Health Immune System Medical Science

Why People Use CBD for Digestive Problems

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Cannabinoids have long been regarded as potential therapeutic agents for various conditions. Specifically, they show promise for conditions resulting from dysfunction of the immune system such as unresolved inflammation that leads to tissue damage. In particular, many individuals have claimed to use cannabinoids, in the form of various cannabis-based products, to alleviate symptoms of irritable bowel syndrome (IBS) such as abdominal pain, diarrhea, and reduced appetite. They also have been used for a similar, but much more serious condition, known as inflammatory bowel disease (IBD).

Despite their well-known analgesic and anti-inflammatory properties, the psychoactive effects of the THC found in many cannabis-based products have impeded their use as the go-to therapeutic agent for idiopathic conditions, and have prompted healthcare providers to approach the use of these compounds with cautious apprehension.

Nonetheless, through extensive research, scientists have cultivated an interest in the use of cannabidiol, another cannabinoid, as a promising therapeutic agent for digestive disorders due to its potent anti-inflammatory properties and its lack of psychotropic effects. The following article will review in detail some studies regarding the use of CBD for digestive disorders, as well as the possible benefits and side effects of the clinical use of CBD.

Why we need an alternative

In the last century, irritable bowel syndrome (IBS) has become an epidemiologically important condition affecting many individuals around the world. Many doctors write it off as a psychosomatic issue, due to a notable lack of diagnosable changes to the structure of the digestive tract. As the name suggests, it involves irritability of the bowel; uncontrollable stomach aches. Many individuals suffer frequent bowel movements and diarrhea, and are unable to plan their life around the schedule of their gut.

Inflammatory bowel disease (IBD), while similar in pronunciation to IBS, is much more severe, and much more concrete. Inflammatory bowel diseases include Crohn’s disease and ulcerative colitis (UC). Thus, IBD does not represent one condition, but instead is used as an umbrella term for any disease state that primarily causes inflammation of the digestive tract.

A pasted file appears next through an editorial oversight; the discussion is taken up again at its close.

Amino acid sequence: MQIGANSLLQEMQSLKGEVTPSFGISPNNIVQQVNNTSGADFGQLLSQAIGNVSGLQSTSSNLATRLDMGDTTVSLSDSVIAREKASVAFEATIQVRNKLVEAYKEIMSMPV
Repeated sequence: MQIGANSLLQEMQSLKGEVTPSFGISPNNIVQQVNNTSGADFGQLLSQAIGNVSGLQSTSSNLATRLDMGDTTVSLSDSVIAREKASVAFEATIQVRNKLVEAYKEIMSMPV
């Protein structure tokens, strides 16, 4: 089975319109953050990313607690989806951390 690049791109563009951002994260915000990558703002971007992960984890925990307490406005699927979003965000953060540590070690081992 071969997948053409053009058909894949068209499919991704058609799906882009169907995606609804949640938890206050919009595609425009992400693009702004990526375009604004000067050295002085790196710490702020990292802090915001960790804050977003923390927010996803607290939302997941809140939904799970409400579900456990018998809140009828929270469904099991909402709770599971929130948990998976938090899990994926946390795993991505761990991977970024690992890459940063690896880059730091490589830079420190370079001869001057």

Crohn’s disease results in inflammation through the entire thickness of the digestive lining, and usually presents in cycles, with asymptomatic periods followed by periods of intense pain, fatigue, lack of appetite, and ulcers through the entire length of the digestive tract, from the mouth to the anus. UC is similar, but generally confined to the large intestine (colon) and rectum.

The current “best practices” for treating IBD often entail the use of drugs with names you probably couldn’t pronounce which aim to reduce inflammation by inhibiting certain inflammatory mechanisms in the gut or clearing out recurrent infections.

Although these treatments have been used for some time now, they are still largely ineffective for reducing or eliminating common IBD symptoms, and their toxicity profile is often questioned by patients and physicians alike. For this same reason, medical researchers are seeking therapeutic agents that provide symptomatic relief without severe risks associated with long-term use. According to a review of CBD for inflammatory bowel disease, drugs such as steroids are indicated for use in flare-ups and acute inflammation: these drugs are not intended for intermediate- or long-term use due to the adverse reactions they cause.

Other less common biologic drugs like Adalimumab (Humira) are identical to the antibodies that our own cells (should) have, which mark our native cells so that our immune system knows they’re a friend, not a foe like a germ or virus that needs to be isolated and removed. Humira and other drugs like it inhibit a specific chemical released by the immune system called tumor necrosis factor-alpha (TNF-alpha), and may be successful at treating IBD that is resistant to steroids.

However, because of their inhibition of an important anti-tumor cytokine, these drugs increase the risk that a patient develops blood cancer. Therefore, physicians usually refrain from using these kinds of drugs, which have a very high risk to benefit ratio and can cost hundreds of thousands of dollars.

While pharmaceutical companies are spending billions creating drugs that increase your risk of blood cancer by an order of magnitude, more and more researchers have joined the push to study the effects of cannabinoids as an alternative. Cannabinoids, like CBD, are compounds that act on your endocannabinoid system’s CB1 and CB2 receptors, present in the central nervous system and the immune system, respectively. It is their action on CB2 receptors in gut epithelial cells (part of the immune system that forms all barriers between our body and the outside world) that interests researchers trying to understand the mechanisms by which cannabinoids induce their anti-inflammatory effects against IBS and IBD alike.